March Blooms in my Georgia Garden: Eastern Redbud

One of my favorite trees is the Eastern Redbud, Cercis canadensis. In very early Spring, deep pink/purple buds develop all along the stems before the tree leafs out. When driving along country roads I see these purple budded trees covering the edge of the woods all over Alabama and Georgia. 

The Redbud Tree is one of the loveliest native trees, growing wild all over the Eastern United States as far North as New Jersey and as far West as Texas.

Since Redbud is a small tree, it is beautiful near the patio even as a foundation tree, but also at the edge of the woodland. The Redbud Tree is beautiful even when not in bloom. Leaves are heart shaped and the tree has a graceful habit that is at home in any landscape style. Redbuds are usually multi-trunked, so do not prune away multiple trunks. As a matter of fact, prune your Redbud as little as possible, removing only cross branches immediately after bloom, to allow your tree to grow naturally.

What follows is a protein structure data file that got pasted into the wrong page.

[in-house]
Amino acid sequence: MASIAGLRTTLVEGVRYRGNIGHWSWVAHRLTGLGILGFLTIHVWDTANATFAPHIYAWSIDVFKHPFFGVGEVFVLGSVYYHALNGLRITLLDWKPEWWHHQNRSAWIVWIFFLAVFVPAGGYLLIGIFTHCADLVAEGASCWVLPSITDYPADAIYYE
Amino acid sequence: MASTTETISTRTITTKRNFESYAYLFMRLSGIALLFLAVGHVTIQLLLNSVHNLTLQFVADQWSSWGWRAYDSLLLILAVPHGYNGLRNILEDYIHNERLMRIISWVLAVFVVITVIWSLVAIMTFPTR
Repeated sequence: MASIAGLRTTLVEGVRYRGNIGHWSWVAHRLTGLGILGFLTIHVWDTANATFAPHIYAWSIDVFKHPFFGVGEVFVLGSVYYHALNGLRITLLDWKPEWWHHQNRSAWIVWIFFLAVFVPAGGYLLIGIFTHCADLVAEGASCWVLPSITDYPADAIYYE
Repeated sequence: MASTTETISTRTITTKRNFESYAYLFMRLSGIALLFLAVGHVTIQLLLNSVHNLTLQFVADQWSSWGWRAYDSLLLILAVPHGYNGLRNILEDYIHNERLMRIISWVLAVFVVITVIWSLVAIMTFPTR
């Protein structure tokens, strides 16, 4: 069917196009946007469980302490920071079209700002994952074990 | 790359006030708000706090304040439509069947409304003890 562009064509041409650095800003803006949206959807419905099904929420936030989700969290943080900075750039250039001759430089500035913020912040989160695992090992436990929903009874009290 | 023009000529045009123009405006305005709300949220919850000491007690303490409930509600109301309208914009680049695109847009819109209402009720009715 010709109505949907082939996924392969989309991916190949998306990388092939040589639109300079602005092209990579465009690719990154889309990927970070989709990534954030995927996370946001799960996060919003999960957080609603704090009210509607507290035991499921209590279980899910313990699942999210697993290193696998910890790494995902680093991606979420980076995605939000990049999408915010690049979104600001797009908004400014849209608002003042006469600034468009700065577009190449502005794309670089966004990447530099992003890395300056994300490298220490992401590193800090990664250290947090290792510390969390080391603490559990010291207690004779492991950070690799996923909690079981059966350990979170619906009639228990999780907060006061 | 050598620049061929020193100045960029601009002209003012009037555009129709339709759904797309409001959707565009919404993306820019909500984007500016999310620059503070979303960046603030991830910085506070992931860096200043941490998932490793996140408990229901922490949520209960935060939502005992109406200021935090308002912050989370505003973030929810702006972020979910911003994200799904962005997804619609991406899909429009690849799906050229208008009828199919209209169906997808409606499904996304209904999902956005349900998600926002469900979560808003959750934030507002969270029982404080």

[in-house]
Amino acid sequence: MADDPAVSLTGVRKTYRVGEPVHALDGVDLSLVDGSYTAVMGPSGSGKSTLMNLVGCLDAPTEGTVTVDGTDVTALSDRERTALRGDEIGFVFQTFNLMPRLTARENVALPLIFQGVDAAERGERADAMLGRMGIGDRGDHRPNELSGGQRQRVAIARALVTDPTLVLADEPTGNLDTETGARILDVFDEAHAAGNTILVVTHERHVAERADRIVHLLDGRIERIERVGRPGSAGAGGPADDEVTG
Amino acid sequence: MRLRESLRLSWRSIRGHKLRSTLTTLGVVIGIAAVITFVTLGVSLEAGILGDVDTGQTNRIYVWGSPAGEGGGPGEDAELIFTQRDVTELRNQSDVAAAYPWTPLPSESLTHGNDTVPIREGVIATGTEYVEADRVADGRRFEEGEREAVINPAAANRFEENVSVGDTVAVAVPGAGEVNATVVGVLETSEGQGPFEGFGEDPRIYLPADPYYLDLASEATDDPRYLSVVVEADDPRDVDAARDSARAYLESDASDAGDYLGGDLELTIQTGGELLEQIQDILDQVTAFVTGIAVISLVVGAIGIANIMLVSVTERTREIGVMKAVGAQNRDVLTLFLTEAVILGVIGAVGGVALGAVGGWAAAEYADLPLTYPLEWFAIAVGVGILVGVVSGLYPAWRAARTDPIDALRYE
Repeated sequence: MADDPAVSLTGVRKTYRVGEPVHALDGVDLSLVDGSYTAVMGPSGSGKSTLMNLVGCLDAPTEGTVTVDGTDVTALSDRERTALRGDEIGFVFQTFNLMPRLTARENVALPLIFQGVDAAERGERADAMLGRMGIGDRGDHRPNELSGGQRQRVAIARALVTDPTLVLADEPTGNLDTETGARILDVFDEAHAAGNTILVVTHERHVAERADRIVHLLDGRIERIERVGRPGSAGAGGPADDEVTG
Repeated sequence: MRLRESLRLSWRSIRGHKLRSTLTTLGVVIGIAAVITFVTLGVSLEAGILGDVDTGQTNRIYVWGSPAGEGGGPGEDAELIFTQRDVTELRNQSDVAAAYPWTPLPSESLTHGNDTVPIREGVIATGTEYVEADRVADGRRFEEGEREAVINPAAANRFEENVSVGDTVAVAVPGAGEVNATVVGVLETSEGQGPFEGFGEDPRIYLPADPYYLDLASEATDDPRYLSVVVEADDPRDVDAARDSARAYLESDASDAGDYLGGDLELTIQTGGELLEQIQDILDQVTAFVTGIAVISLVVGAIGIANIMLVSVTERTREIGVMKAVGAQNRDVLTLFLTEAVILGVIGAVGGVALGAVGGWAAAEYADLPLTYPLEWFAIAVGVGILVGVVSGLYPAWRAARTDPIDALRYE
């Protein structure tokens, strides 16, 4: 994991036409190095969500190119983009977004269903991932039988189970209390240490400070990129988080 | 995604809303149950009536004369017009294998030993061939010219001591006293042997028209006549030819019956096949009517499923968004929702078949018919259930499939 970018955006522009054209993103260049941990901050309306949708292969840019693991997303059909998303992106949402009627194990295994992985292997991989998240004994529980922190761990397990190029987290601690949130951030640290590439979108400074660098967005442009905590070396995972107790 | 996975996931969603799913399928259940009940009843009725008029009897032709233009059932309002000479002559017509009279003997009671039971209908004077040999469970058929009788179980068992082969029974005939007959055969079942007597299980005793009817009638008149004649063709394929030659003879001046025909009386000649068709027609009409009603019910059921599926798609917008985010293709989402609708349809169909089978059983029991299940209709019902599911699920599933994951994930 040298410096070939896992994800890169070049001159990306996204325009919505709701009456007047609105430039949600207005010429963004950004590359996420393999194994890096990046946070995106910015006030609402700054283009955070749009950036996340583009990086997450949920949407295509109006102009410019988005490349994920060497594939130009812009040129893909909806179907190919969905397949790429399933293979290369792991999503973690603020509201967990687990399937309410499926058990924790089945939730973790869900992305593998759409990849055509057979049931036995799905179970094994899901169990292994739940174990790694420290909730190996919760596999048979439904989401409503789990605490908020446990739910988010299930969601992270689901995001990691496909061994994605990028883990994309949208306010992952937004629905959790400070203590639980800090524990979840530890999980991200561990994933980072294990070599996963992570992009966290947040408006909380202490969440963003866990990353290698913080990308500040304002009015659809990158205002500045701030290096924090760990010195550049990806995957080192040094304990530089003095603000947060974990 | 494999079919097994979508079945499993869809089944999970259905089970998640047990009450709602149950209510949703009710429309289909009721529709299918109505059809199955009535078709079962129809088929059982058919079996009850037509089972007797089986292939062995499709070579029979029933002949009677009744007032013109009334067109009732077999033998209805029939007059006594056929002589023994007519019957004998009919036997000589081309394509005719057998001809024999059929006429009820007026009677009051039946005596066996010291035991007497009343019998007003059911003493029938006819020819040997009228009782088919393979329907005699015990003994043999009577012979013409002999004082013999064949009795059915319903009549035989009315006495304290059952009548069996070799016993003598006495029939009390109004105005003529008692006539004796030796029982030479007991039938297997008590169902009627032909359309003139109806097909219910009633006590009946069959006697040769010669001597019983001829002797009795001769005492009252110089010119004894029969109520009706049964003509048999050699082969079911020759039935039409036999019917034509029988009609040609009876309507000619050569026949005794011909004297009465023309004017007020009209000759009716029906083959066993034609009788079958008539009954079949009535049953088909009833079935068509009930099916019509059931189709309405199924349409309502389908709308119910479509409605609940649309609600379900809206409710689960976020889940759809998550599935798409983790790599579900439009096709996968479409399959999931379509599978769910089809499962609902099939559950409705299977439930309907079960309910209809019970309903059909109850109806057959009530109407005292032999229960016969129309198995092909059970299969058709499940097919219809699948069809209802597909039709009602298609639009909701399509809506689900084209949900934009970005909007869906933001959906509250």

Redbud Trees can be grown all over the country except for the Northwestern States where summers are too cool for them. Redbud is hardy in USDA Zones 4-9.

Mature Size is anywhere from 20-40 feet tall. 

Plant your Redbud Tree in either full sun or part sun. An excellent spot is in morning sun with afternoon shade at the edge of a woodland or naturalistic garden. 

Great companions for the Redbud Tree are Carolina Jessamine and Dogwood Trees which bloom about the same time. 

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